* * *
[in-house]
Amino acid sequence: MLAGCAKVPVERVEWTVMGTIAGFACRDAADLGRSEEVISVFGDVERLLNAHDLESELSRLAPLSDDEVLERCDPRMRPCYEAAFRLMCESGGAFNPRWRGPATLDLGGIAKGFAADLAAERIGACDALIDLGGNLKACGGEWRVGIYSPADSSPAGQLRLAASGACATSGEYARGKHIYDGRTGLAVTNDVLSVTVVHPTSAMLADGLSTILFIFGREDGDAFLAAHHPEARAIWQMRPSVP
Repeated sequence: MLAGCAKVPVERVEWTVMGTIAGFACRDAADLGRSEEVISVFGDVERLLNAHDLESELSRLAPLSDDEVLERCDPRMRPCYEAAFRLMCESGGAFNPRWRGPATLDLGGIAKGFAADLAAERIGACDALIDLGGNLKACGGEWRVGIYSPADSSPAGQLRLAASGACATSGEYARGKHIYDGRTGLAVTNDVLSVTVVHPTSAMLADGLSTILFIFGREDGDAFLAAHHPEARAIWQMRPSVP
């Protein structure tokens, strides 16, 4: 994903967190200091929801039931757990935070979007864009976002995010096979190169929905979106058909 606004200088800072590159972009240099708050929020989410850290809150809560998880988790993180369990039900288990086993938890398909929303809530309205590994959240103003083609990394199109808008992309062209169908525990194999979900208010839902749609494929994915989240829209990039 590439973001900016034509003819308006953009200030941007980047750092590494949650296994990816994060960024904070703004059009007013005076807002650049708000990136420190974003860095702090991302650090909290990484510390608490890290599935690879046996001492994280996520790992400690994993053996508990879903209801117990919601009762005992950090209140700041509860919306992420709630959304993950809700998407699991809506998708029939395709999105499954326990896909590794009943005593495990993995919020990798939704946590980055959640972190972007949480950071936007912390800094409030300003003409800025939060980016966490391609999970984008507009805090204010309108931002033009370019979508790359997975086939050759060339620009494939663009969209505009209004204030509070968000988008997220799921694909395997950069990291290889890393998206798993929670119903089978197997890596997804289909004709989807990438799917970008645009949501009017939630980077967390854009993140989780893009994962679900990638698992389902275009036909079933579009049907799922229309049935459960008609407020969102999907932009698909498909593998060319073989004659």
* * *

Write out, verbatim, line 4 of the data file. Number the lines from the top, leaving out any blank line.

């Protein structure tokens, strides 16, 4: 994903967190200091929801039931757990935070979007864009976002995010096979190169929905979106058909 606004200088800072590159972009240099708050929020989410850290809150809560998880988790993180369990039900288990086993938890398909929303809530309205590994959240103003083609990394199109808008992309062209169908525990194999979900208010839902749609494929994915989240829209990039 590439973001900016034509003819308006953009200030941007980047750092590494949650296994990816994060960024904070703004059009007013005076807002650049708000990136420190974003860095702090991302650090909290990484510390608490890290599935690879046996001492994280996520790992400690994993053996508990879903209801117990919601009762005992950090209140700041509860919306992420709630959304993950809700998407699991809506998708029939395709999105499954326990896909590794009943005593495990993995919020990798939704946590980055959640972190972007949480950071936007912390800094409030300003003409800025939060980016966490391609999970984008507009805090204010309108931002033009370019979508790359997975086939050759060339620009494939663009969209505009209004204030509070968000988008997220799921694909395997950069990291290889890393998206798993929670119903089978197997890596997804289909004709989807990438799917970008645009949501009017939630980077967390854009993140989780893009994962679900990638698992389902275009036909079933579009049907799922229309049935459960008609407020969102999907932009698909498909593998060319073989004659």